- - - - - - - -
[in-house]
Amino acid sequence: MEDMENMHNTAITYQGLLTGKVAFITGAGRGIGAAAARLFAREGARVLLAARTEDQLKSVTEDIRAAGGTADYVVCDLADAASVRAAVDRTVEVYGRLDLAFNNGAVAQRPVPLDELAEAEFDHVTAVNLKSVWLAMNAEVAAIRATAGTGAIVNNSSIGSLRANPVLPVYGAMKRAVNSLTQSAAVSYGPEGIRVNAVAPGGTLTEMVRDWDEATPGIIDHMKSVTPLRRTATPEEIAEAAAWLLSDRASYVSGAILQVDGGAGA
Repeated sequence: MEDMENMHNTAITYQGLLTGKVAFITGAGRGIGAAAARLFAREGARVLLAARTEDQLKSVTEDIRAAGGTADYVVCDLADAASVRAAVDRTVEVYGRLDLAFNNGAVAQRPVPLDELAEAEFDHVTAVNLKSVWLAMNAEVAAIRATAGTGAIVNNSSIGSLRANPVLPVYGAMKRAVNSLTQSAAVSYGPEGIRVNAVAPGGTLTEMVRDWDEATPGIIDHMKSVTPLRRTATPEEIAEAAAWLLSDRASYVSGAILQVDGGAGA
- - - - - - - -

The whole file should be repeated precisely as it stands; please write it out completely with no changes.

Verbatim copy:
[in-house]
Amino acid sequence: MEDMENMHNTAITYQGLLTGKVAFITGAGRGIGAAAARLFAREGARVLLAARTEDQLKSVTEDIRAAGGTADYVVCDLADAASVRAAVDRTVEVYGRLDLAFNNGAVAQRPVPLDELAEAEFDHVTAVNLKSVWLAMNAEVAAIRATAGTGAIVNNSSIGSLRANPVLPVYGAMKRAVNSLTQSAAVSYGPEGIRVNAVAPGGTLTEMVRDWDEATPGIIDHMKSVTPLRRTATPEEIAEAAAWLLSDRASYVSGAILQVDGGAGA
Repeated sequence: MEDMENMHNTAITYQGLLTGKVAFITGAGRGIGAAAARLFAREGARVLLAARTEDQLKSVTEDIRAAGGTADYVVCDLADAASVRAAVDRTVEVYGRLDLAFNNGAVAQRPVPLDELAEAEFDHVTAVNLKSVWLAMNAEVAAIRATAGTGAIVNNSSIGSLRANPVLPVYGAMKRAVNSLTQSAAVSYGPEGIRVNAVAPGGTLTEMVRDWDEATPGIIDHMKSVTPLRRTATPEEIAEAAAWLLSDRASYVSGAILQVDGGAGA